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Canberra Conference Unit




Press Conference


10:30 AM



Summary ID:



The Australian Transport Safety Bureau's, Martin Dolan, holds a press conference to release the final investigation report into the 3 April 2010 grounding of Chinese bulk carrier Shen Neng 1, off the coast of Queensland.

Interviewees: Martin Dolan, Australian Transport Safety Bureau's Chief Commissioner


Male 16+

Female 16+

All people




MARTIN DOLAN: Okay, ladies and gentlemen, if we're right to go. I'm Martin Dolan, the chief commissioner of the Australian Transport Safety Bureau and I'm here to talk about the release of our final report into the grounding of Shen Neng 1 at Douglas Shoal on 3 April 2010.

Before I start, I should make it clear that the role of the Australian Transport Safety Bureau is to investigate accidents and occurrences with a view to seeing what can be improved to prevent these things happening in future. We're explicitly prevented from allocating blame in any of these matters.

So the Shen Neng 1 had left Gladstone on 3 April around 11am with a full load of coal, bound for China. As well, it had nearly 1000 tonnes of heavy fuel oil, a large proportion of which was stored in tanks at the bottom of the vessel. And the plan was that the ship would navigate through the Great Barrier Reef north of Gladstone and then east north east of a place called North Reef Lighthouse. If you want to see the course, it's actually set out in page 11 of the investigation report.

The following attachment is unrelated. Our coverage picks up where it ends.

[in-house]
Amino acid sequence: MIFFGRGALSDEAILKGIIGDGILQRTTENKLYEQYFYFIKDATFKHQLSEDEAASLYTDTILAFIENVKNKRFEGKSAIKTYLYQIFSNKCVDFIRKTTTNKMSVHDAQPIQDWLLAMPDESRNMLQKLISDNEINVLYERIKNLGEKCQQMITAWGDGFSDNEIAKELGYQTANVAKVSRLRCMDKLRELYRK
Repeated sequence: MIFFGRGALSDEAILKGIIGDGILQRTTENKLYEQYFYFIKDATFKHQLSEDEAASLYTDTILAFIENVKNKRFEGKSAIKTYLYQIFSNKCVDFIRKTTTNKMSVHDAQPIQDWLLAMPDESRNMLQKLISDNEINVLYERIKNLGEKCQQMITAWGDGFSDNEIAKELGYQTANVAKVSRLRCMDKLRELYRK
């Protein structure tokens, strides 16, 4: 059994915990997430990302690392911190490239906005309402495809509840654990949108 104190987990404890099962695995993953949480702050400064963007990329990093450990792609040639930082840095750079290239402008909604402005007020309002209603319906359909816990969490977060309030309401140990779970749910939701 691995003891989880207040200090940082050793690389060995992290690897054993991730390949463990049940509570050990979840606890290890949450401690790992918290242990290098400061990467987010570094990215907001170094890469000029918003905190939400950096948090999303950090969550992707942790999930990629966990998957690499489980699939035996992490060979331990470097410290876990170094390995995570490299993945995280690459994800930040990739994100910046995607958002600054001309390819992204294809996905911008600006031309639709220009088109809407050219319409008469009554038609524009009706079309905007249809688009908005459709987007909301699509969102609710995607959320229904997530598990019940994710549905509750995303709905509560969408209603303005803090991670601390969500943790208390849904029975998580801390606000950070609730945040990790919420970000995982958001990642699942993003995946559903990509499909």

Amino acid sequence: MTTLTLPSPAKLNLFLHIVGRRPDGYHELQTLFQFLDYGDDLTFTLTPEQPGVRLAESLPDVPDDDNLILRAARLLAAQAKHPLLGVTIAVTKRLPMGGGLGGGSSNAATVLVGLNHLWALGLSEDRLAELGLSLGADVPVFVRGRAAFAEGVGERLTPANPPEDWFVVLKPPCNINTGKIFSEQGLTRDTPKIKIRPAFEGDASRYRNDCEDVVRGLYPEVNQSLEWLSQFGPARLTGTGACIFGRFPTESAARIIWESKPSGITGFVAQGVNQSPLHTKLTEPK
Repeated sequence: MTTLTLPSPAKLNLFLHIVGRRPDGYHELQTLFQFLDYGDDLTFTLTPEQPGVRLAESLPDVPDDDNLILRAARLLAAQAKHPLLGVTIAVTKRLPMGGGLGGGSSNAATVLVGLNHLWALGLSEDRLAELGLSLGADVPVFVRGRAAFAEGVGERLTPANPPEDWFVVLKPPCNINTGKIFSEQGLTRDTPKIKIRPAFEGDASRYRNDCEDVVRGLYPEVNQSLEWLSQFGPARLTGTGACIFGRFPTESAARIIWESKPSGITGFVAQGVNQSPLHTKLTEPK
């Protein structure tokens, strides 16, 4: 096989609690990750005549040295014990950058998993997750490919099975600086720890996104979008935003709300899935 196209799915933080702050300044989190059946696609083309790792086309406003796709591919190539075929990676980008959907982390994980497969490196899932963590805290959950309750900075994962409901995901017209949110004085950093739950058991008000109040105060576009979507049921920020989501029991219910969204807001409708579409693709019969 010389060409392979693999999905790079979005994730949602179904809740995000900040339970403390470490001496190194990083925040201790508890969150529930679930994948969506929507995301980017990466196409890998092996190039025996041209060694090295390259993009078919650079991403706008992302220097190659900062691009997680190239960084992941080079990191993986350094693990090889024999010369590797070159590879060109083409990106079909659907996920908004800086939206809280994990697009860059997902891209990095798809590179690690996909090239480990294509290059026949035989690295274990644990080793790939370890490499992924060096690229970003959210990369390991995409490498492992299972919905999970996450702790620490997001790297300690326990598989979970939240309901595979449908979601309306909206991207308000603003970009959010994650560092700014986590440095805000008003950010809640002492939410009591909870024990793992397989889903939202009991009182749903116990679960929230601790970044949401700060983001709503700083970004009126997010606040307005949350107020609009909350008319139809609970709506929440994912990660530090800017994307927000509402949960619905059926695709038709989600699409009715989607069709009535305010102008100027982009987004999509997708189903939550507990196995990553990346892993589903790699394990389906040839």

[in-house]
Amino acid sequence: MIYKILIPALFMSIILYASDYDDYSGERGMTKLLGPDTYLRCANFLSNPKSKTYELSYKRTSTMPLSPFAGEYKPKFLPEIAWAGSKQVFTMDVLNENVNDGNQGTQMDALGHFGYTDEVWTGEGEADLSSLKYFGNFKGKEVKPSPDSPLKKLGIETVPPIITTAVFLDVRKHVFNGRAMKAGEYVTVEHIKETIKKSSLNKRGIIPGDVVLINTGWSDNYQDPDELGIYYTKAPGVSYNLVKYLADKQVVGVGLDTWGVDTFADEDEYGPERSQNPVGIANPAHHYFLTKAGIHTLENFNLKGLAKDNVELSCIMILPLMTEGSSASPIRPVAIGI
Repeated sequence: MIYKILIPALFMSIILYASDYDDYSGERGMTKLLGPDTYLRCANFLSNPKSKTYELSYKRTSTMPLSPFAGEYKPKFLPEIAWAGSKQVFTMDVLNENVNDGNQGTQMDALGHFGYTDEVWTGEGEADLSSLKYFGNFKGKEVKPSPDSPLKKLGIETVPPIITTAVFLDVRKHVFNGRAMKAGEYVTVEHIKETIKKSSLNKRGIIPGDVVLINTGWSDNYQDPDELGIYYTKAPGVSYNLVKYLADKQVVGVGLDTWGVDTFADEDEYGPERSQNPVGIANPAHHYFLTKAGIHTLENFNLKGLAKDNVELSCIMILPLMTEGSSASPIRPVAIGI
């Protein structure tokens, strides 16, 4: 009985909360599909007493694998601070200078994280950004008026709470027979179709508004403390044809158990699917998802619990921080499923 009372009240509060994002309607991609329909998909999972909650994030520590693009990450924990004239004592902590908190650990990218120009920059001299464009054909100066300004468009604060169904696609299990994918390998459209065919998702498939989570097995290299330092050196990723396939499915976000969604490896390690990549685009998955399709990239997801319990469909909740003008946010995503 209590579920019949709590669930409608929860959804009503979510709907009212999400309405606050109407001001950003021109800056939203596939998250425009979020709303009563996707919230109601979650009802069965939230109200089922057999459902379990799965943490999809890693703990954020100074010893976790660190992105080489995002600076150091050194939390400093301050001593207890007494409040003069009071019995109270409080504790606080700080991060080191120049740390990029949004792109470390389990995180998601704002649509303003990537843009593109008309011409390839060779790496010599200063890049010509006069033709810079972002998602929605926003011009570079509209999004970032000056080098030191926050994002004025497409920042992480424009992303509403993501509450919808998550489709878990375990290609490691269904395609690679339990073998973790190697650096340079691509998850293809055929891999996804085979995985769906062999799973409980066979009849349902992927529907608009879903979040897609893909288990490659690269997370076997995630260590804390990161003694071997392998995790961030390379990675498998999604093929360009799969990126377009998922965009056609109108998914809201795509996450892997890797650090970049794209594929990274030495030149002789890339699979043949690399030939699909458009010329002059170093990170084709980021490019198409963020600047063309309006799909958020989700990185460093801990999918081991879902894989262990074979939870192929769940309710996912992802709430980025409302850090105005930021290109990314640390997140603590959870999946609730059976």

The global positioning system of the vessel was set for that initial course, heading north and then east-north-east. At about 1.30pm, the second mate who was on duty, and the master decided to alter the ship's planned route slightly. Rather than heading directly north to head slightly more easterly, but still within the limits of allowed passages through that part of the reef.

The process of changing that planned route meant that the crew - in fact in changing that route, the crew did not alter the GPS settings, so they were still set for the original course, which led to some problems with alarms in due course.

At 3.30pm, the vessel altered to the new planned course. Shortly thereafter the global positioning system, the GPS, set off an alarm saying you're off course, because it was still programmed for the original course. But the crew was aware of that, and so they just switched off the alarm.

At 4pm the second mate handed over the watch to the first mate. They had a discussion about the changed planned course and what was going on, and that the GPS had not been reprogrammed. The first mate then was alone in the wheelhouse with a seaman acting as a lookout. This is the first time the first mate had navigated a vessel through this area and previously, he'd had an extremely busy time supervising the loading of the ship in Gladstone and had had approximately two and a half hours of sleep in the previous 38 hours. So fatigue was a significant element of what was going on here.